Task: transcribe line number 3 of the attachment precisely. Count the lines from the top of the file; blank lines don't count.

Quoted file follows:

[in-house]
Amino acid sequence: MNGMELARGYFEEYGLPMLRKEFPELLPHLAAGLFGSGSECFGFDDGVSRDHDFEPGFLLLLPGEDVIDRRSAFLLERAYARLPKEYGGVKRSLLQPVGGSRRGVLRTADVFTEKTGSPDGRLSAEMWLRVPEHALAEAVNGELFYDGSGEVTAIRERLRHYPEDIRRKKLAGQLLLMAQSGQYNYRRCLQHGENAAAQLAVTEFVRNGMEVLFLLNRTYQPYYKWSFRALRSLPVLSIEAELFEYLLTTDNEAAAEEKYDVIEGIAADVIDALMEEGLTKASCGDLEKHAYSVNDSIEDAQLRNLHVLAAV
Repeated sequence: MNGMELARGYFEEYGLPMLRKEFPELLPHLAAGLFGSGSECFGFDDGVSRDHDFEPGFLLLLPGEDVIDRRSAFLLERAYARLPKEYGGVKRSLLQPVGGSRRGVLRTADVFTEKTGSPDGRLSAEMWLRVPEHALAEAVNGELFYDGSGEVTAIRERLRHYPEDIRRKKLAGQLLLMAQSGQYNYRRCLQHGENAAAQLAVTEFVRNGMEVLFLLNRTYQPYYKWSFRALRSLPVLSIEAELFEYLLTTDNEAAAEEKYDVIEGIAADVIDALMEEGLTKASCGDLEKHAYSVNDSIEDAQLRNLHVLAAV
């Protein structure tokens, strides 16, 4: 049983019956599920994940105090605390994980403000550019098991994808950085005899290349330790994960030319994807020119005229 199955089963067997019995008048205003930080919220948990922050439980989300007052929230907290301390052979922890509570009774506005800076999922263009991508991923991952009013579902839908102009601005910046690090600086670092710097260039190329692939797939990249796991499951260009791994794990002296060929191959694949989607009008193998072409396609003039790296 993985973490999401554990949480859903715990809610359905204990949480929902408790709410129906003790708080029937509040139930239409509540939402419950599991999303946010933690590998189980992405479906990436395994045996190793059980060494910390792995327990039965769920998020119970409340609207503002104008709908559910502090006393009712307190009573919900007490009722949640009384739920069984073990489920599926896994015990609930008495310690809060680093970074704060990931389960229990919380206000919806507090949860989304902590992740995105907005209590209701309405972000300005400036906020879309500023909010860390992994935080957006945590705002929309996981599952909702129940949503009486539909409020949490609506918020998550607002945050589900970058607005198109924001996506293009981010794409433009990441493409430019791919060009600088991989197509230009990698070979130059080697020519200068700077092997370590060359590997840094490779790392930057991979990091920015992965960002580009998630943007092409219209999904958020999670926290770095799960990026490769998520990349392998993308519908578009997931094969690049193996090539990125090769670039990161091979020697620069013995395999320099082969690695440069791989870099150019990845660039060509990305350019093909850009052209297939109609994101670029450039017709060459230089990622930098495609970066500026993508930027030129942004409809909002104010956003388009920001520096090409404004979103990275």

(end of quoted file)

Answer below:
Repeated sequence: MNGMELARGYFEEYGLPMLRKEFPELLPHLAAGLFGSGSECFGFDDGVSRDHDFEPGFLLLLPGEDVIDRRSAFLLERAYARLPKEYGGVKRSLLQPVGGSRRGVLRTADVFTEKTGSPDGRLSAEMWLRVPEHALAEAVNGELFYDGSGEVTAIRERLRHYPEDIRRKKLAGQLLLMAQSGQYNYRRCLQHGENAAAQLAVTEFVRNGMEVLFLLNRTYQPYYKWSFRALRSLPVLSIEAELFEYLLTTDNEAAAEEKYDVIEGIAADVIDALMEEGLTKASCGDLEKHAYSVNDSIEDAQLRNLHVLAAV